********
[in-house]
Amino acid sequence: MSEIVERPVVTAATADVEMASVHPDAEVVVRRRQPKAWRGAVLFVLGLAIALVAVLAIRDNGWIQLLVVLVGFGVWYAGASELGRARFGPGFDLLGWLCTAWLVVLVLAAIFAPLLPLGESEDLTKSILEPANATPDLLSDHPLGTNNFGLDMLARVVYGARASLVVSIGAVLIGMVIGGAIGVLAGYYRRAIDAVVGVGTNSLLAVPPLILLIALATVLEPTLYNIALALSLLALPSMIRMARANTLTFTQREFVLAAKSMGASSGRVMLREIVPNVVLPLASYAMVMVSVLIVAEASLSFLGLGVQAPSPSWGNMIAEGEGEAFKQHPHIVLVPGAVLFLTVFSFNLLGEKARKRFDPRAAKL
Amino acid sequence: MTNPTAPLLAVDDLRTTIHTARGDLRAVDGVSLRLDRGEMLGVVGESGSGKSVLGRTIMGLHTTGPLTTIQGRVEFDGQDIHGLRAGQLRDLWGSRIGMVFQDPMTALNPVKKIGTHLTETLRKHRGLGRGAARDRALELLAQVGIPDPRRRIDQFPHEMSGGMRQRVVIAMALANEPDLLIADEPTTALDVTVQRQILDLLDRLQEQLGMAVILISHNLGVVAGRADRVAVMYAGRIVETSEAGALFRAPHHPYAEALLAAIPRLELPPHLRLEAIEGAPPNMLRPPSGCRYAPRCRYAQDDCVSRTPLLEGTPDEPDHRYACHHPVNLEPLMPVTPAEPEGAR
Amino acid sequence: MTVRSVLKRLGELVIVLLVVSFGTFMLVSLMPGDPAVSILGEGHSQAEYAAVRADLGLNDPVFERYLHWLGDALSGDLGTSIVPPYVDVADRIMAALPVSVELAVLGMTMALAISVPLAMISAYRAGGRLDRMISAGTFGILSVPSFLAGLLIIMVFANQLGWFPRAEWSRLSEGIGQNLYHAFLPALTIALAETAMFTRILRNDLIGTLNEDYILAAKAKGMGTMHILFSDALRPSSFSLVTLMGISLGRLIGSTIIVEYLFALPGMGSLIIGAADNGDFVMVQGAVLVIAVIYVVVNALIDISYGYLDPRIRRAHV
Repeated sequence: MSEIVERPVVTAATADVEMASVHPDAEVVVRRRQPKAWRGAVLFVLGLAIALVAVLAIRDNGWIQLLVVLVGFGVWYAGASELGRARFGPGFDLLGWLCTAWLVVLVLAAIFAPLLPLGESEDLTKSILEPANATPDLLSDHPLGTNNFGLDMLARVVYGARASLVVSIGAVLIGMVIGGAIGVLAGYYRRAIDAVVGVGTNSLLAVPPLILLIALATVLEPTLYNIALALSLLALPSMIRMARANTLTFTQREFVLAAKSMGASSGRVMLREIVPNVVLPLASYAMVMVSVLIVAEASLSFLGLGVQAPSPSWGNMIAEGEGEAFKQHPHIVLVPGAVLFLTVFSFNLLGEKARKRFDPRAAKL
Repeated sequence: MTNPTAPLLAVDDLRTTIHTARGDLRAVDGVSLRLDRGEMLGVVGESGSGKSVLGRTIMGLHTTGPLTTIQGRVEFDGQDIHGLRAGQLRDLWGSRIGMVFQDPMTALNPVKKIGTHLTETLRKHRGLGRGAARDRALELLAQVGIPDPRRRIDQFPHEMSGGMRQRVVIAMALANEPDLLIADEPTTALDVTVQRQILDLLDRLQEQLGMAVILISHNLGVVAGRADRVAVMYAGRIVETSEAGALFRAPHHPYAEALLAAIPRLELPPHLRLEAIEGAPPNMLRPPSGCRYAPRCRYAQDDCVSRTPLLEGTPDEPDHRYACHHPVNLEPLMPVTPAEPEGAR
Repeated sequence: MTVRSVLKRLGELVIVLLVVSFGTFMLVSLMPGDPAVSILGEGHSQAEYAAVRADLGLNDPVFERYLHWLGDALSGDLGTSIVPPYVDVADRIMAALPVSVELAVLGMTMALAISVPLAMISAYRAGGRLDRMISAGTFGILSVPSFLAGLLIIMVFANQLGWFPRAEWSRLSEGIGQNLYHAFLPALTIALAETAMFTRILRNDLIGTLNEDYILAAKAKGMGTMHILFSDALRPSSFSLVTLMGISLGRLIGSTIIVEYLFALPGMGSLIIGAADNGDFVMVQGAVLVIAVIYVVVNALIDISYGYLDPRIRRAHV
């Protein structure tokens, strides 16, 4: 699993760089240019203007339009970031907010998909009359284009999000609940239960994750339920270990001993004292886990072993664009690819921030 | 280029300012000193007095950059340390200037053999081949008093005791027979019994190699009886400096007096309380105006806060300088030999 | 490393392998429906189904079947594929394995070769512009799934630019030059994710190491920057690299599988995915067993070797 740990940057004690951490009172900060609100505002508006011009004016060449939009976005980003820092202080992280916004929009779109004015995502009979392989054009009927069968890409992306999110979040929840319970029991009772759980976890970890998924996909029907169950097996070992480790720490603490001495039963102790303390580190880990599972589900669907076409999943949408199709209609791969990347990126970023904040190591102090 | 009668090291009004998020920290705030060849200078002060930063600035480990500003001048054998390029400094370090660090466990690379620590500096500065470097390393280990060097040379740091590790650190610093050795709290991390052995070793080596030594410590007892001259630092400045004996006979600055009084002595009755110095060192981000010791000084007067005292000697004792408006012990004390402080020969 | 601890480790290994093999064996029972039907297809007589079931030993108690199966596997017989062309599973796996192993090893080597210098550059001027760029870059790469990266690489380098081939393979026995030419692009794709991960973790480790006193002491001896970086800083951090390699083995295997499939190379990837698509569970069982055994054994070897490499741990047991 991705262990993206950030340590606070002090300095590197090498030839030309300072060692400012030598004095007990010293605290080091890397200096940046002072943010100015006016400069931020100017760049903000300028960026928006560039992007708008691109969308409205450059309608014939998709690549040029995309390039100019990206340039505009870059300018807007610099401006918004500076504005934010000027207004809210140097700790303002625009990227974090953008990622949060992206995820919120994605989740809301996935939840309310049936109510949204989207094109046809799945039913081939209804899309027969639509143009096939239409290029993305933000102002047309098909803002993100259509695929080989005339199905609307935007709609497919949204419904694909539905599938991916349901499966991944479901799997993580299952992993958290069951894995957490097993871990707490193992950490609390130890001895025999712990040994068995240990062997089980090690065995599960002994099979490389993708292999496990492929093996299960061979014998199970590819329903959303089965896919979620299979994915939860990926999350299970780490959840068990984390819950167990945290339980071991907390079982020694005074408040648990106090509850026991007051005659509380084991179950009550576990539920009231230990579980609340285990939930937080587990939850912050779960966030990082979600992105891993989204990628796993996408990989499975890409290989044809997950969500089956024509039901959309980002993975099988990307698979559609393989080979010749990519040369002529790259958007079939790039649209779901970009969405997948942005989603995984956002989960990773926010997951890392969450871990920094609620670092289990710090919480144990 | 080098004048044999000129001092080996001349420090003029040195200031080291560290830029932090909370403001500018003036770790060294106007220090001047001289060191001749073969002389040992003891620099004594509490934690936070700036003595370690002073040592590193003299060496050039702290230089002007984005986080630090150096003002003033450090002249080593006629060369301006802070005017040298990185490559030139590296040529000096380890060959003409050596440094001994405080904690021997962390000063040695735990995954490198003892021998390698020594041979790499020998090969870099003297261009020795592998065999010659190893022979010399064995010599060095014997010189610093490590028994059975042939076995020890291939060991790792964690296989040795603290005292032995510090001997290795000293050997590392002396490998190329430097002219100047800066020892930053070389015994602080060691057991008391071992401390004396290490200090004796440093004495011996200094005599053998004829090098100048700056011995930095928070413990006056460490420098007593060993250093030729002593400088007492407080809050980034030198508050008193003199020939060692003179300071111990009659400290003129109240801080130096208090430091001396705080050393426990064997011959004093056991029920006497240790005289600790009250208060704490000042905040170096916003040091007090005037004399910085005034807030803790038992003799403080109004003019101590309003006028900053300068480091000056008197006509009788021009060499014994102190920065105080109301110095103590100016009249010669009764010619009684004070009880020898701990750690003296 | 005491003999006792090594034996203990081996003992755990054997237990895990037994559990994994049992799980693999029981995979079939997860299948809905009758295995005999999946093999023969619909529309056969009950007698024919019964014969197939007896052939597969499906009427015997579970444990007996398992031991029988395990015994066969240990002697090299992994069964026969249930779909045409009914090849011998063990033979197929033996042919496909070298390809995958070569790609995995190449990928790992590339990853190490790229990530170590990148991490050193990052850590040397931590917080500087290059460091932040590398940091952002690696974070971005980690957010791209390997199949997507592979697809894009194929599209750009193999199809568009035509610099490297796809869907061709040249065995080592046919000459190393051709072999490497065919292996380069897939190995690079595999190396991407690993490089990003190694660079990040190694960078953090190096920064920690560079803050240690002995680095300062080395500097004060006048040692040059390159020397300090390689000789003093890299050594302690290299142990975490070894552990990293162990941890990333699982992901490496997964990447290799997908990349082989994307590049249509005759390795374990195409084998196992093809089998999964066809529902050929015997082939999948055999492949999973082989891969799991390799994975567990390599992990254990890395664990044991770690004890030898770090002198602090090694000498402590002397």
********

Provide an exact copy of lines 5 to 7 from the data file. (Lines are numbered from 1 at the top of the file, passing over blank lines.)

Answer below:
Repeated sequence: MSEIVERPVVTAATADVEMASVHPDAEVVVRRRQPKAWRGAVLFVLGLAIALVAVLAIRDNGWIQLLVVLVGFGVWYAGASELGRARFGPGFDLLGWLCTAWLVVLVLAAIFAPLLPLGESEDLTKSILEPANATPDLLSDHPLGTNNFGLDMLARVVYGARASLVVSIGAVLIGMVIGGAIGVLAGYYRRAIDAVVGVGTNSLLAVPPLILLIALATVLEPTLYNIALALSLLALPSMIRMARANTLTFTQREFVLAAKSMGASSGRVMLREIVPNVVLPLASYAMVMVSVLIVAEASLSFLGLGVQAPSPSWGNMIAEGEGEAFKQHPHIVLVPGAVLFLTVFSFNLLGEKARKRFDPRAAKL
Repeated sequence: MTNPTAPLLAVDDLRTTIHTARGDLRAVDGVSLRLDRGEMLGVVGESGSGKSVLGRTIMGLHTTGPLTTIQGRVEFDGQDIHGLRAGQLRDLWGSRIGMVFQDPMTALNPVKKIGTHLTETLRKHRGLGRGAARDRALELLAQVGIPDPRRRIDQFPHEMSGGMRQRVVIAMALANEPDLLIADEPTTALDVTVQRQILDLLDRLQEQLGMAVILISHNLGVVAGRADRVAVMYAGRIVETSEAGALFRAPHHPYAEALLAAIPRLELPPHLRLEAIEGAPPNMLRPPSGCRYAPRCRYAQDDCVSRTPLLEGTPDEPDHRYACHHPVNLEPLMPVTPAEPEGAR
Repeated sequence: MTVRSVLKRLGELVIVLLVVSFGTFMLVSLMPGDPAVSILGEGHSQAEYAAVRADLGLNDPVFERYLHWLGDALSGDLGTSIVPPYVDVADRIMAALPVSVELAVLGMTMALAISVPLAMISAYRAGGRLDRMISAGTFGILSVPSFLAGLLIIMVFANQLGWFPRAEWSRLSEGIGQNLYHAFLPALTIALAETAMFTRILRNDLIGTLNEDYILAAKAKGMGTMHILFSDALRPSSFSLVTLMGISLGRLIGSTIIVEYLFALPGMGSLIIGAADNGDFVMVQGAVLVIAVIYVVVNALIDISYGYLDPRIRRAHV